Mom-golian Hot Pot

My mix between a Northern Chinese-style Mongolian Hot Pot, a Cantonese-style Chrysanthemum Pot, and a Japanese-style Shabu Shabu.

Serves 8

1 1/2lbs boneless lean lamb
1 1/2lbs boneless lean beef
1lb boneless chicken breasts
1lb raw shrimp, deveined, tails on *
6oz transparent bean thread noodles
1/2lb spinach leaves
1/2lb mushrooms, cut in half
Snow peas, red peppers, green peppers, baby corn, etc. cut into chunks
1 pkg tofu, cut into thick slabs
1/2lb Chinese cabbage
2 quarts chicken or beef stock
1-2c white wine
1T grated fresh ginger root
4T finely chopped scallions
1T minced garlic
2T finely chopped cilantro
Sesame oil
Sesame seeds, various colors (I have them in white, black and wasabi green…)

Sauces for dipping (follows)

Freeze the lamb, beef and chicken for about 1/2 hour to make slicing easier.  Using a very sharp knife or cleaver, slice the meats into very, very thin slices.  Soak the noodles in warm water for 5 minutes, then drain them and cut them into 5-inch lengths with scissors (seriously, don’t try using a knife…this is much easier).  Separate the spinach leaves from the stalks and wash them well.  Cut the Chinese cabbage into 3-inch pieces.  Lay all ingredients out onto various trays, plates, bowls, etc…keep meats separated from vegetables, and I like to keep all the various proteins in their own separate bowls, too.

Boil the stock and wine together before adding it to a chafing dish, hot pot, fondue pot, or simply a large stock pot (though with a stock pot you’ll need to keep reheating it…a chafing dish or real hot pot is best).  Add the ginger, scallions, garlic and cilantro to the chafing dish, and pour boiling stock over.  If you choose to leave out the wine, splash a little balsamic vinegar into the stock instead.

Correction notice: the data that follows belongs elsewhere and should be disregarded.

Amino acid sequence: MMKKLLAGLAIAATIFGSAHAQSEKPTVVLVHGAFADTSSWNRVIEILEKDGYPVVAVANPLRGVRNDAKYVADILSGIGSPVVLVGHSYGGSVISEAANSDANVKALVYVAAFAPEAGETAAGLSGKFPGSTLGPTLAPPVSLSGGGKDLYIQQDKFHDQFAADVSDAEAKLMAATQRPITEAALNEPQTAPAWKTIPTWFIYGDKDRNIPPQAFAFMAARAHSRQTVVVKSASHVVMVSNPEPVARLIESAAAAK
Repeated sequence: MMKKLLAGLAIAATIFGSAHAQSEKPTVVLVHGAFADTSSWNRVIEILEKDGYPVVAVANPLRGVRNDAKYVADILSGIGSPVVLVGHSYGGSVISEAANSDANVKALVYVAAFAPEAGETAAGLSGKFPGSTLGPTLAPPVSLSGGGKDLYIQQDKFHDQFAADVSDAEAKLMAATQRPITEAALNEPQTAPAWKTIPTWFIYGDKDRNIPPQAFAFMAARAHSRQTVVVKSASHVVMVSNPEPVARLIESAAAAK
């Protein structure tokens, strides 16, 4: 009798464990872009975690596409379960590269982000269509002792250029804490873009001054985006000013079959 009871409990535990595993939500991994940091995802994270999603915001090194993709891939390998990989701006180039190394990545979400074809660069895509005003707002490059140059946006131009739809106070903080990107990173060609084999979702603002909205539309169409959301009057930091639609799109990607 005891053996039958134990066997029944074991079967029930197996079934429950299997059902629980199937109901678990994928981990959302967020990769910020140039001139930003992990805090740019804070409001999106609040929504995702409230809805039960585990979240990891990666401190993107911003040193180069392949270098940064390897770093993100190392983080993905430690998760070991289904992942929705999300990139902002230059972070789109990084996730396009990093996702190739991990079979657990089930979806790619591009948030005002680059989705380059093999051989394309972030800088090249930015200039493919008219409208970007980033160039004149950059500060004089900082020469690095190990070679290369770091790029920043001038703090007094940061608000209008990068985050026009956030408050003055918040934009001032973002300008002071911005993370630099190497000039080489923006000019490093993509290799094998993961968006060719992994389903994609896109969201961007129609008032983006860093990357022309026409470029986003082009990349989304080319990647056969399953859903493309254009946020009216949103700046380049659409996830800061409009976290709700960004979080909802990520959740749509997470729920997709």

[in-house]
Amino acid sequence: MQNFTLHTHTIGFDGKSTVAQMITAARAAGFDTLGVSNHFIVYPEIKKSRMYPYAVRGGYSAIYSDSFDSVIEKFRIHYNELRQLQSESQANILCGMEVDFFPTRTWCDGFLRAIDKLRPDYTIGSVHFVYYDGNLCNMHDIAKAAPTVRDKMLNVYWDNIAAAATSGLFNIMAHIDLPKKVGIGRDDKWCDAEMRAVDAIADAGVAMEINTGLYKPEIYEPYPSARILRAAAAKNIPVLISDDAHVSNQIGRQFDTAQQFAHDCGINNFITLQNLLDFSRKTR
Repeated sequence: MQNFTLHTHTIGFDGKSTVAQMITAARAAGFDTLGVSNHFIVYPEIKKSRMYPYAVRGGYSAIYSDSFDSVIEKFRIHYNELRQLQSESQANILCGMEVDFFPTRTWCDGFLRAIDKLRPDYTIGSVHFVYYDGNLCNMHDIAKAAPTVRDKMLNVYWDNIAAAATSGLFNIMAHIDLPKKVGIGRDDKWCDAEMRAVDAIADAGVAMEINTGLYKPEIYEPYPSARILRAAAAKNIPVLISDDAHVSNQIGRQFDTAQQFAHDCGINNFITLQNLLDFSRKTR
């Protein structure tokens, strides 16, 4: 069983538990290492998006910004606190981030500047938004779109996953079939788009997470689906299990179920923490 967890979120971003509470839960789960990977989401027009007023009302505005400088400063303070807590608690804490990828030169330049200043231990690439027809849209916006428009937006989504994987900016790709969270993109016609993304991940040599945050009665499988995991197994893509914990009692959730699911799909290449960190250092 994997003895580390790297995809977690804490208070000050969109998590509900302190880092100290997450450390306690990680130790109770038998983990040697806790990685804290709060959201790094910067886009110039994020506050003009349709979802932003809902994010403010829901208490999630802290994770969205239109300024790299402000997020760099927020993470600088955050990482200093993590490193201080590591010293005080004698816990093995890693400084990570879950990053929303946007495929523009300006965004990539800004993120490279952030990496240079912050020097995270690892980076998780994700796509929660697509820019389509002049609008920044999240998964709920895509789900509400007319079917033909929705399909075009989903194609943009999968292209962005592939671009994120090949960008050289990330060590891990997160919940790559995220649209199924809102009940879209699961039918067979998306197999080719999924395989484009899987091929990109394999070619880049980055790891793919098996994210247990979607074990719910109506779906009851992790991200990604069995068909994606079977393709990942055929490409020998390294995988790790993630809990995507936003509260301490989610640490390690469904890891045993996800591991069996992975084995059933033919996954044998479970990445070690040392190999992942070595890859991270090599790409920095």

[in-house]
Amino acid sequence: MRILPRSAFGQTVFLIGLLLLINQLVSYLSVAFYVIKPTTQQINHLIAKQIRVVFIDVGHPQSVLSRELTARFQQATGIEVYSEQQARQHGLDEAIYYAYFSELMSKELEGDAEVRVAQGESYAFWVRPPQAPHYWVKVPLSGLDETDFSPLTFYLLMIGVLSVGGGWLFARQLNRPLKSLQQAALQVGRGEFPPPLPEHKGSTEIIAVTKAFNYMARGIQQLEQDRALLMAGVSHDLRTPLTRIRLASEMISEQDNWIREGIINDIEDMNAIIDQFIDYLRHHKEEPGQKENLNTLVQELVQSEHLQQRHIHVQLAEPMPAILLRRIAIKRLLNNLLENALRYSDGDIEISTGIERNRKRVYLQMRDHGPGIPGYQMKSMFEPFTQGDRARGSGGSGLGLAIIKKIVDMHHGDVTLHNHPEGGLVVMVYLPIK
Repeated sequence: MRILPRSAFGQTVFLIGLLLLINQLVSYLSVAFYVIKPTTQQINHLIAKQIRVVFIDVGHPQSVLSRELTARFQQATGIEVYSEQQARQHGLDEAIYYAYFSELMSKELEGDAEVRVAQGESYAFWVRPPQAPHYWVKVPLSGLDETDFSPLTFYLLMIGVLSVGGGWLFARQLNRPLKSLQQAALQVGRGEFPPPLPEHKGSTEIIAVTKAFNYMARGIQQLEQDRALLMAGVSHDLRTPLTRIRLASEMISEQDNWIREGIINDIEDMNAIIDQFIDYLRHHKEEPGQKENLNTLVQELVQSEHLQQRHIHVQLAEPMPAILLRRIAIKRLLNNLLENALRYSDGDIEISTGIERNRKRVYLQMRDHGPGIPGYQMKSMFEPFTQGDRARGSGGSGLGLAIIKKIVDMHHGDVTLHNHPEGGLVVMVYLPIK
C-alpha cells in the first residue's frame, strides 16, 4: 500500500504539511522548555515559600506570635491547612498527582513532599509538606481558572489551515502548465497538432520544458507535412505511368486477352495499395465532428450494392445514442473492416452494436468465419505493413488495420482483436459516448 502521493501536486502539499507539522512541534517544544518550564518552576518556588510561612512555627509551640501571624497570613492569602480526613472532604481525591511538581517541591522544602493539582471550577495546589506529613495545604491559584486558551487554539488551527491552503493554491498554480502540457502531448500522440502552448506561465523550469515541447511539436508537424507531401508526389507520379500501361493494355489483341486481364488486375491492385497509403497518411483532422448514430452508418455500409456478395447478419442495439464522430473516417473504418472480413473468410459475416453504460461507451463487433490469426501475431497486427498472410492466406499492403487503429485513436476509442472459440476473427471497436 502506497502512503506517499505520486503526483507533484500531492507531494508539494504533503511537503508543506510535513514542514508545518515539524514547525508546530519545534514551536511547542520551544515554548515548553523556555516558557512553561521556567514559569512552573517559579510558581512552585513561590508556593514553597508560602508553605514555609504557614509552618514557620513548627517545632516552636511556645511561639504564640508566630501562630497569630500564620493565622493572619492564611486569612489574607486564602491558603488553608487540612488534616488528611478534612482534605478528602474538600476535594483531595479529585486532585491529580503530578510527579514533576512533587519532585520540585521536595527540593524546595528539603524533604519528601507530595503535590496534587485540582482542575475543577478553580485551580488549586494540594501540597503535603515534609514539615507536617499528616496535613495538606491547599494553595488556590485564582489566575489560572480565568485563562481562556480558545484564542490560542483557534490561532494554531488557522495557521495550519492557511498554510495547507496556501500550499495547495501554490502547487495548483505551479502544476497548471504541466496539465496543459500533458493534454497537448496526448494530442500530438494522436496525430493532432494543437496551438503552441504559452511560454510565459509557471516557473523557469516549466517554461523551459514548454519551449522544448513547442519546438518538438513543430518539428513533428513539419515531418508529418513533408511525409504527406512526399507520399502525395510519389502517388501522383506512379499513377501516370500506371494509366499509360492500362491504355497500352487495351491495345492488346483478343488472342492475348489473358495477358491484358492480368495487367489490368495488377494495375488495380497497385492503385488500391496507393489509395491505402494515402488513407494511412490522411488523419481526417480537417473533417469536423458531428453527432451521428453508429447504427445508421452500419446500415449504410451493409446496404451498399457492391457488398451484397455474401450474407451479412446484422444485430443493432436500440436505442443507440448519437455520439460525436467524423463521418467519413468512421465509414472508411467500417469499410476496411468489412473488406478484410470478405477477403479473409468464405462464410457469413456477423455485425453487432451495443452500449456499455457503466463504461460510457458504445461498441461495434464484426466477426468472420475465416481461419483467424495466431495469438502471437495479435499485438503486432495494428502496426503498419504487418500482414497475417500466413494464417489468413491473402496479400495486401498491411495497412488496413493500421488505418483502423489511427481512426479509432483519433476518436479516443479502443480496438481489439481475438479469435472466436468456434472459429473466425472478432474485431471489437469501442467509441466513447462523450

Each diner should have his/her own plate and at least two skewers.  This is possible without skewers, too…just use slotted spoons to retrieve meats and veggies from the hot pot.  However, kids with skewers tend to place the food in the pot; kids without skewers tend to throw the food in the pot.  Fair warning.

Each person selects his/her food item and cooks it to his/her liking.  I like to use two chafing dishes so that chicken can be done in one (chicken takes longer and needs to cook all the way through; beef and lamb can be eaten in a rare or medium-rare state).  I add sesame oil and sesame seeds to the chicken chafing dish.

When everyone is finished, add the noodles (and any leftover veggies) to the pot, cook for a few minutes, and ladle into soup bowls.

* Shrimp with tails: My friend Darlene (actually via her mom Toshiko) used to give me grief for not eating my shrimp tails Japanese-style. I think she likes my husband best now because he actually does eat his shrimp tails.  We leave the tails on for him, and for kid #3.  You can take them off unless Darlene is coming to your house.


Typical simple sauce:

1T EACH of the following:
sesame paste or peanut butter
soy sauce
 rice wine
chili bean sauce
hot water
chopped scallions/cilantro mix

However, my kids will concoct their own Secret Sauce from any number of things.  Try adding things like:

Worchestershire sauce
Hot sauce
Sesame oil
Grated ginger
Pressed garlic
Ground coriander
Hoisin sauce
Coconut powder
Rice vinegar

And for the kid who can’t deal with this stuff (though if given the chance to create his own sauce from the above array of ingredients, I’ll bet most kids just might skip this):

Ranch dressing

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